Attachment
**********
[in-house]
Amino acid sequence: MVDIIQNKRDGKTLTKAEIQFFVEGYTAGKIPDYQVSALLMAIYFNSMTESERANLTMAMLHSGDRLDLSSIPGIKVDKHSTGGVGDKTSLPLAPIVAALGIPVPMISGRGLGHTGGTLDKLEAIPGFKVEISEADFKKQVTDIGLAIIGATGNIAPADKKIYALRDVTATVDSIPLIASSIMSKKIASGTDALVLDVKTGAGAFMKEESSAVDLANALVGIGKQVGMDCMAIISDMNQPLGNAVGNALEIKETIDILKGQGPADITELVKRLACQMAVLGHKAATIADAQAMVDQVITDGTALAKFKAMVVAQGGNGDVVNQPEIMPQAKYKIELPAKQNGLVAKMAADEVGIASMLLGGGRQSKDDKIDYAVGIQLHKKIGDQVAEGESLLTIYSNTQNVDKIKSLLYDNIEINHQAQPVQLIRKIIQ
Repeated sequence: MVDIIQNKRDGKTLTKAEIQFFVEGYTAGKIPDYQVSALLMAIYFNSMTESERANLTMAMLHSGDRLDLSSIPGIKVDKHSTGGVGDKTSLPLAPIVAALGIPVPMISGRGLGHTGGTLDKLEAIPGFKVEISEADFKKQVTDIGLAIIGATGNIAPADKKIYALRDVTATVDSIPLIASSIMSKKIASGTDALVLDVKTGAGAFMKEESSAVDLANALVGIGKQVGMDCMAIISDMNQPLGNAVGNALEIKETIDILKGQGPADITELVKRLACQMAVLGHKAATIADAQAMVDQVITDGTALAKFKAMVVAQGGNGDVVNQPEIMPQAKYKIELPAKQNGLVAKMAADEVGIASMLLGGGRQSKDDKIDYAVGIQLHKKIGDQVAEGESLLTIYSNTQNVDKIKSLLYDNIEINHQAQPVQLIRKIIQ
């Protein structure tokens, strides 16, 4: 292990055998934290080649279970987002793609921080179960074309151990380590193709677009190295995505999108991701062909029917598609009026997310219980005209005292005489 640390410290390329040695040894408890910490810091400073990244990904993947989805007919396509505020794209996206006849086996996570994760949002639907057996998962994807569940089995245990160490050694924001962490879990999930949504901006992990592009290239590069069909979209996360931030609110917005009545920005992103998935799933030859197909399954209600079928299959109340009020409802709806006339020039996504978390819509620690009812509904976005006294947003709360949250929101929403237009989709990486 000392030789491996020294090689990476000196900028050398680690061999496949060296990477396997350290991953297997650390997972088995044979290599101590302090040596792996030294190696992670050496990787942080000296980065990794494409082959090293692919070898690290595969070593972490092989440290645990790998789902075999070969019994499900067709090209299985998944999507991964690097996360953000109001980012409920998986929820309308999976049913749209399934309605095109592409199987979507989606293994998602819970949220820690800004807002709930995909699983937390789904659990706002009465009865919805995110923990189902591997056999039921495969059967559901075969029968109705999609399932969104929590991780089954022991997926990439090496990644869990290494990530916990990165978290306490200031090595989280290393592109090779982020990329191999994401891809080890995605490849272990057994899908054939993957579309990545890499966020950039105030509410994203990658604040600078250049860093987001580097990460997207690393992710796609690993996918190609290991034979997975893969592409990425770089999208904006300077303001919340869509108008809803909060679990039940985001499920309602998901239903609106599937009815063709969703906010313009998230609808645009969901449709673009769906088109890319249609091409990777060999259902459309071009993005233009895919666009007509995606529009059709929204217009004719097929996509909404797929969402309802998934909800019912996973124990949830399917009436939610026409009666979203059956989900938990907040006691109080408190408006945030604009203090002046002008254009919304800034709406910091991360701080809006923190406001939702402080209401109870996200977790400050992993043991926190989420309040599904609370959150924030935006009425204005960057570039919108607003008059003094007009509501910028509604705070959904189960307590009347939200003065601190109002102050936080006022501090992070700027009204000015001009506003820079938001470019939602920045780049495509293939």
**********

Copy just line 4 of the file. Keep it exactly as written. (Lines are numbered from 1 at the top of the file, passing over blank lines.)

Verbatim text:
């Protein structure tokens, strides 16, 4: 292990055998934290080649279970987002793609921080179960074309151990380590193709677009190295995505999108991701062909029917598609009026997310219980005209005292005489 640390410290390329040695040894408890910490810091400073990244990904993947989805007919396509505020794209996206006849086996996570994760949002639907057996998962994807569940089995245990160490050694924001962490879990999930949504901006992990592009290239590069069909979209996360931030609110917005009545920005992103998935799933030859197909399954209600079928299959109340009020409802709806006339020039996504978390819509620690009812509904976005006294947003709360949250929101929403237009989709990486 000392030789491996020294090689990476000196900028050398680690061999496949060296990477396997350290991953297997650390997972088995044979290599101590302090040596792996030294190696992670050496990787942080000296980065990794494409082959090293692919070898690290595969070593972490092989440290645990790998789902075999070969019994499900067709090209299985998944999507991964690097996360953000109001980012409920998986929820309308999976049913749209399934309605095109592409199987979507989606293994998602819970949220820690800004807002709930995909699983937390789904659990706002009465009865919805995110923990189902591997056999039921495969059967559901075969029968109705999609399932969104929590991780089954022991997926990439090496990644869990290494990530916990990165978290306490200031090595989280290393592109090779982020990329191999994401891809080890995605490849272990057994899908054939993957579309990545890499966020950039105030509410994203990658604040600078250049860093987001580097990460997207690393992710796609690993996918190609290991034979997975893969592409990425770089999208904006300077303001919340869509108008809803909060679990039940985001499920309602998901239903609106599937009815063709969703906010313009998230609808645009969901449709673009769906088109890319249609091409990777060999259902459309071009993005233009895919666009007509995606529009059709929204217009004719097929996509909404797929969402309802998934909800019912996973124990949830399917009436939610026409009666979203059956989900938990907040006691109080408190408006945030604009203090002046002008254009919304800034709406910091991360701080809006923190406001939702402080209401109870996200977790400050992993043991926190989420309040599904609370959150924030935006009425204005960057570039919108607003008059003094007009509501910028509604705070959904189960307590009347939200003065601190109002102050936080006022501090992070700027009204000015001009506003820079938001470019939602920045780049495509293939």